CORVALLIS - A new study on food prices and access in Lane County indicates that grocery prices are highest in some rural, lower-income areas of the state where people are least able to afford them and routinely have to spend a far higher portion of their income on food.
The research may help explain, at least in part, why 5.8 percent of the population of Oregon is hungry - a rate that is the highest in the United States and nearly twice the national average of 3 percent.
But the study, which was done by geographers at Oregon State University, found a complex relationship between food prices, transportation constraints and other issues, and identified no simple solutions that could address the unusually high level of hunger in the state.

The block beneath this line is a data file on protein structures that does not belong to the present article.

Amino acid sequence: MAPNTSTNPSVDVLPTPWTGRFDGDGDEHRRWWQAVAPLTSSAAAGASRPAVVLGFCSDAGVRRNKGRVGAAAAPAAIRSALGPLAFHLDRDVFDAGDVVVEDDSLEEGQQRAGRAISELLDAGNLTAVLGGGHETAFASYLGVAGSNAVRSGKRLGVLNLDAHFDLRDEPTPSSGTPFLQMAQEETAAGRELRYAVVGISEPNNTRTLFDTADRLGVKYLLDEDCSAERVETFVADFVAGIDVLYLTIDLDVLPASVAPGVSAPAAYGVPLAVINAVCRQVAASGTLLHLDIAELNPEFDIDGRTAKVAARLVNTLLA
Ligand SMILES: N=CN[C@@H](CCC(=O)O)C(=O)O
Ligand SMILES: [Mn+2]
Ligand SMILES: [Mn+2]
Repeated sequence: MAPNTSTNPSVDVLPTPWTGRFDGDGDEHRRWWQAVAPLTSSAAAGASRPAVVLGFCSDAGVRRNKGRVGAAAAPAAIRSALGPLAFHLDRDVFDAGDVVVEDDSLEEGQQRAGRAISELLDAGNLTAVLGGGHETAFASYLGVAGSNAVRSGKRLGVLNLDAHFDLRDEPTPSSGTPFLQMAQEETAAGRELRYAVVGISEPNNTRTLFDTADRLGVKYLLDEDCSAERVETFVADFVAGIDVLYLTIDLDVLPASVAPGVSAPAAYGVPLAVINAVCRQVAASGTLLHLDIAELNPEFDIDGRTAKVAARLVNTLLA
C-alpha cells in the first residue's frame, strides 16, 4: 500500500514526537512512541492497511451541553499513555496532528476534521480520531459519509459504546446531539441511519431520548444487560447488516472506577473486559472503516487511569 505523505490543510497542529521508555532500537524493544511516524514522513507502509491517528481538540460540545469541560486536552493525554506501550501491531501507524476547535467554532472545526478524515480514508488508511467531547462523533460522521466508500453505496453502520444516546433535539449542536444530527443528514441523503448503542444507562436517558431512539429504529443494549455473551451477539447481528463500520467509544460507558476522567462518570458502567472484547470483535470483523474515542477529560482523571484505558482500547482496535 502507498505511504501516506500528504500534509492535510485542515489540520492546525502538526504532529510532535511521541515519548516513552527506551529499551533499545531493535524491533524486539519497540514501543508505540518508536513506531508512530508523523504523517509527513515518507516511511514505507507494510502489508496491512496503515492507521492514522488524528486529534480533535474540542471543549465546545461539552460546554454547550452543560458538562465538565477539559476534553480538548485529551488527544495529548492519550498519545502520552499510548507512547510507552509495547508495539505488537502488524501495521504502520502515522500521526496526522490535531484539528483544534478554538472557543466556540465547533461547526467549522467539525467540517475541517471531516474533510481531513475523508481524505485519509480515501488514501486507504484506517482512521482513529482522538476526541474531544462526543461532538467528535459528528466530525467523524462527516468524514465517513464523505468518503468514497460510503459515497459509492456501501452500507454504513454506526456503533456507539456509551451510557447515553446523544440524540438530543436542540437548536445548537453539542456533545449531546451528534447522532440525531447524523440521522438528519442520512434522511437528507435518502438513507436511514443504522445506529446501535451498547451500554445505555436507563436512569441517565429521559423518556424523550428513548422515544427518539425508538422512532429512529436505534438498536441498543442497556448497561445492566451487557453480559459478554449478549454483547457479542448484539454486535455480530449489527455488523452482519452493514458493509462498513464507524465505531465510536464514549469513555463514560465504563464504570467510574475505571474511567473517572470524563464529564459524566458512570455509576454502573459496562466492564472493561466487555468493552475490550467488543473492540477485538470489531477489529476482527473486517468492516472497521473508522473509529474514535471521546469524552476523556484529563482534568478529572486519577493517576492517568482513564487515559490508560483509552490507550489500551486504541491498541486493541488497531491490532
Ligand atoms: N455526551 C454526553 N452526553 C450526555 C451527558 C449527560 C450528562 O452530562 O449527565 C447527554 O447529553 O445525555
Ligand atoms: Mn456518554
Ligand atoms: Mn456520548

"There is plenty of food in Oregon, but the most healthy, fresh foods at the lowest prices are not always available to people in rural or low-income areas," said Dianna Smith, who conducted this research as part of her graduate thesis at OSU. "We still have a lot to learn before we can reduce the level of hunger in this state, which actually has only a moderate level of poverty."
The research looked at food availability, prices, transportation and other factors in two large urban areas and two smaller towns in Lane County - Eugene and Springfield in the Willamette Valley, Oakridge in the Oregon Cascade Range, and Florence on the Oregon coast.
Among the observations of the report, some of which were findings compiled from other studies:
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Dianna Smith, 612-874-3214